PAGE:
**An Algorithm That
Works**

The first step to the right solution is to quickly determine that there
can be no collision and avoid doing any more tests. So first we figure
out if **A** is going far enough that it could conceivably hit
* ***B**. That means that the movement vector must be at least
as long as the shortest distance between the circles, which would be a
straight line passing through their centers. So the movement vector must
be at least the distance between the centers of the circles minus the
radius of each. If it is not, then there is no way that the circles will
collide. Note that this test does not take direction into account! Thus
it does not tell us that **A** and **B** will collide;
it tells us that they won't. See Figure 5 for an illustration.

Our next
early escape test is to determine if **A** is actually moving
towards **B**. If it's not, then obviously you don't have to
worry about them colliding. To do this, we take advantage of our friend,
the Dot Product. First, find **C**, the vector from the center
of **A** to the center of **B**. Remember that a point
minus a point is a vector, so **C = B - A**. Now get the dot
product of **C** and the movement vector, **V**: if
the result is less than or equal to 0, then **A** is not moving
towards **B**, and no more testing needs to be done.

One more escape test: If the closest that **A** ever gets to
* ***B** is more than the sum of their radii, then they do not
hit. Dot product to the rescue again! If theta is the angle between any
two vectors **P** and **Q**, then the dot product
between **P** and **Q** is equivalent to:

In
other words, the dot product of two vectors **P** and **Q**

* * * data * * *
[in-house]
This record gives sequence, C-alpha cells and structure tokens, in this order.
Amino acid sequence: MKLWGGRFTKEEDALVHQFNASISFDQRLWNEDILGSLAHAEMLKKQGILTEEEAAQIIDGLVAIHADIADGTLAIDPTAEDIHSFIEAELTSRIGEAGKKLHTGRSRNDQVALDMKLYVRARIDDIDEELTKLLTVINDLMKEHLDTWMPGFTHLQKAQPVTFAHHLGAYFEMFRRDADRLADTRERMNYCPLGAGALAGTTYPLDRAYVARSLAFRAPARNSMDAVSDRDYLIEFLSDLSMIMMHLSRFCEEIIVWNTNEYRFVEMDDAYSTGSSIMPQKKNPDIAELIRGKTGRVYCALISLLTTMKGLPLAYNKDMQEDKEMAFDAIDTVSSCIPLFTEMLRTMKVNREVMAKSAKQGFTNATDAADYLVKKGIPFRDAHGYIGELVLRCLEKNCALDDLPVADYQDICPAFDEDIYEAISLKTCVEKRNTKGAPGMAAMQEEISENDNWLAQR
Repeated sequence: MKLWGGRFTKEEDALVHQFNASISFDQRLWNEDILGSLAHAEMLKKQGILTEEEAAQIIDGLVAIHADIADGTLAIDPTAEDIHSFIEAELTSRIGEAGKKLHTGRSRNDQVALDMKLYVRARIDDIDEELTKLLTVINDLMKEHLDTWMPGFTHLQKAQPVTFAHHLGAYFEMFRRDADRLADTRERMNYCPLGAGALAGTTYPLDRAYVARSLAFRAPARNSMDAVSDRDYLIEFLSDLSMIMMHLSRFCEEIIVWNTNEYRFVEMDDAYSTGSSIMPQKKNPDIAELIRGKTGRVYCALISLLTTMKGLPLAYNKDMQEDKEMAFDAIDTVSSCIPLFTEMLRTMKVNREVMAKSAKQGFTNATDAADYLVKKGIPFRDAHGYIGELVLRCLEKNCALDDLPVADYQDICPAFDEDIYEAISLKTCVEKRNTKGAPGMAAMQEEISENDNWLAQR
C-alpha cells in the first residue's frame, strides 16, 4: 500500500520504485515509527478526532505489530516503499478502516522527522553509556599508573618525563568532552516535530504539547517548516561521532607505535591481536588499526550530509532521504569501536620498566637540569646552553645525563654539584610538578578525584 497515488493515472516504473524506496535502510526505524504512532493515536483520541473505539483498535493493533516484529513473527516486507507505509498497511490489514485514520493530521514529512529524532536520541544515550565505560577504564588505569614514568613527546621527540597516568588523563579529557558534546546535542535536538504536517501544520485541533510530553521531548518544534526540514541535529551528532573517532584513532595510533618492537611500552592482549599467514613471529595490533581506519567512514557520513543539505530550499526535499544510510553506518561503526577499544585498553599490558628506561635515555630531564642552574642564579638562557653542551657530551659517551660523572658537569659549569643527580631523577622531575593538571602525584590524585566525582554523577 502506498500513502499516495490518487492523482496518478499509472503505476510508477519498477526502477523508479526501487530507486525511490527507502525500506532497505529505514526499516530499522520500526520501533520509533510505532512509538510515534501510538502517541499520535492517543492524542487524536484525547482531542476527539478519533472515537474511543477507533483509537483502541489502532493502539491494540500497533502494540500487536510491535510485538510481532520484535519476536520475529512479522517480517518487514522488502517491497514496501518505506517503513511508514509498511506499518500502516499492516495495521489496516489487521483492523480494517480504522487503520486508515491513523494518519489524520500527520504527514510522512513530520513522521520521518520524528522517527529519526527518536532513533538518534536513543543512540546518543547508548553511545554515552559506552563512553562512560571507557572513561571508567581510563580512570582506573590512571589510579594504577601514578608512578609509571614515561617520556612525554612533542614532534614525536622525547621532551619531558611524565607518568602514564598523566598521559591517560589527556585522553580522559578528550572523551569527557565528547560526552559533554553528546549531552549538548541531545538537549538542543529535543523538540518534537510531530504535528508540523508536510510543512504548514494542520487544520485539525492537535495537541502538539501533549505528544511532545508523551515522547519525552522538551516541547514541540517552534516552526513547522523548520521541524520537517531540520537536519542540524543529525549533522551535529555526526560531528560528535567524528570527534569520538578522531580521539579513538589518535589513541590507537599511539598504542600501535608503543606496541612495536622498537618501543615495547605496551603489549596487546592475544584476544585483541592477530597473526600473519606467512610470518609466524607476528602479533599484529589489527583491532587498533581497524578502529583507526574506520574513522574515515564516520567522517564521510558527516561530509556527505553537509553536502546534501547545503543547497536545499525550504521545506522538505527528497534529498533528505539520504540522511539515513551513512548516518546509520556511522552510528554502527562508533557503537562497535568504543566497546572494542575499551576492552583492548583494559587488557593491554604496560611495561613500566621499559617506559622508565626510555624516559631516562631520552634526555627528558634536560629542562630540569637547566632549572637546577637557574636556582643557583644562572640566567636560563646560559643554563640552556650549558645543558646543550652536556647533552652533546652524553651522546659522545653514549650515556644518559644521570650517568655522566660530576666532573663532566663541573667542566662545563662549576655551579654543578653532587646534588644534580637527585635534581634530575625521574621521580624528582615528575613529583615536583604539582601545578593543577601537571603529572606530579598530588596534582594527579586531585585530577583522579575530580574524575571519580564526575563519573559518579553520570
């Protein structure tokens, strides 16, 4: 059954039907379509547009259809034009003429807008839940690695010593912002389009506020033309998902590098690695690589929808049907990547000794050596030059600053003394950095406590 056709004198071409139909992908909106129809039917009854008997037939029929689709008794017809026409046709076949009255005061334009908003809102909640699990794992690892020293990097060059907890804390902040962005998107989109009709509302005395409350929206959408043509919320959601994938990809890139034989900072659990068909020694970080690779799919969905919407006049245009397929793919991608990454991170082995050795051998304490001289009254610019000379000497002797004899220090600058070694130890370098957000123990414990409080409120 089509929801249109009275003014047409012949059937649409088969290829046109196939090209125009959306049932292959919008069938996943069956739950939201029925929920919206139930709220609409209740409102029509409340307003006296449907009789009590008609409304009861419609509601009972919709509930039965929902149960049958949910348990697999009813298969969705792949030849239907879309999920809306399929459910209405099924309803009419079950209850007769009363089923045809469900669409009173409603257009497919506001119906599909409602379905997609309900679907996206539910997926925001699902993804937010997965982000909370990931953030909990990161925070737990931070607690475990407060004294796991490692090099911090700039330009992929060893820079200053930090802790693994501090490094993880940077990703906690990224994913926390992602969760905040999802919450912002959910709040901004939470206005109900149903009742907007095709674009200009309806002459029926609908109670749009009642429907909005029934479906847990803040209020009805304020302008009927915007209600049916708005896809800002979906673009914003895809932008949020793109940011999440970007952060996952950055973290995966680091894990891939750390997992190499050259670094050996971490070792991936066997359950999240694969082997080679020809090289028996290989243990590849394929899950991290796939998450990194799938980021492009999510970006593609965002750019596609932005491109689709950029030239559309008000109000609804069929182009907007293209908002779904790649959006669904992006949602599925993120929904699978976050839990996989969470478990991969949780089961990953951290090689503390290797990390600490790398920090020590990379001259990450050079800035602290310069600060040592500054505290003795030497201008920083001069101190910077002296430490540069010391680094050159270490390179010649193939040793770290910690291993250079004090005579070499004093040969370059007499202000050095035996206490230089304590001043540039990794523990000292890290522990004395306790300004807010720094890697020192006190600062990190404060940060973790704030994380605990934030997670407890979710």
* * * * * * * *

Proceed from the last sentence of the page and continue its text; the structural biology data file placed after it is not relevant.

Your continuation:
is equal to the cosine of the angle between them times the length of **P**
and the length of **Q**.

Also recall that the cosine of an angle is equal to the side of a right
triangle adjacent to that angle, divided by the hypotenuse of that same
triangle. Therefore, the dot product of a vector **P** and a
normalized (ie: has a length of 1) vector **Q** is equal to
the length of **P** times the cosine between the two vectors.
Which, in turn, is equal to the length of the vector **P** in
the direction of the normalized vector **Q**. This is shown
in Figure 6.

With this in mind, lets go back to the problem at hand. We have our movement
vector **V**, and our vector from the center of circle **A**
to the center of circle **B**, called vector **C**.
We want to find the point on **V** that is closest to the center
of **B**. Intuitively, if we were to draw a line from this point
to the center of **B**, it would be at right angles to **V**.
Therefore, we can use the dot product as described above to find the distance
from the center of **A** to that point. Compute the normalized
* ***V** (call it **N**) and then take the dot product
of **N** and **C**. The result will be the floating
point number **D**, the distance between the center of **A**
and the closest point on **V** to **B**. See Figure
7 for a visual reference.

The length of **C** and **D** are the lengths of two
sides of a right triangle. Thus, we can use the Pythagorean Theorem (a^2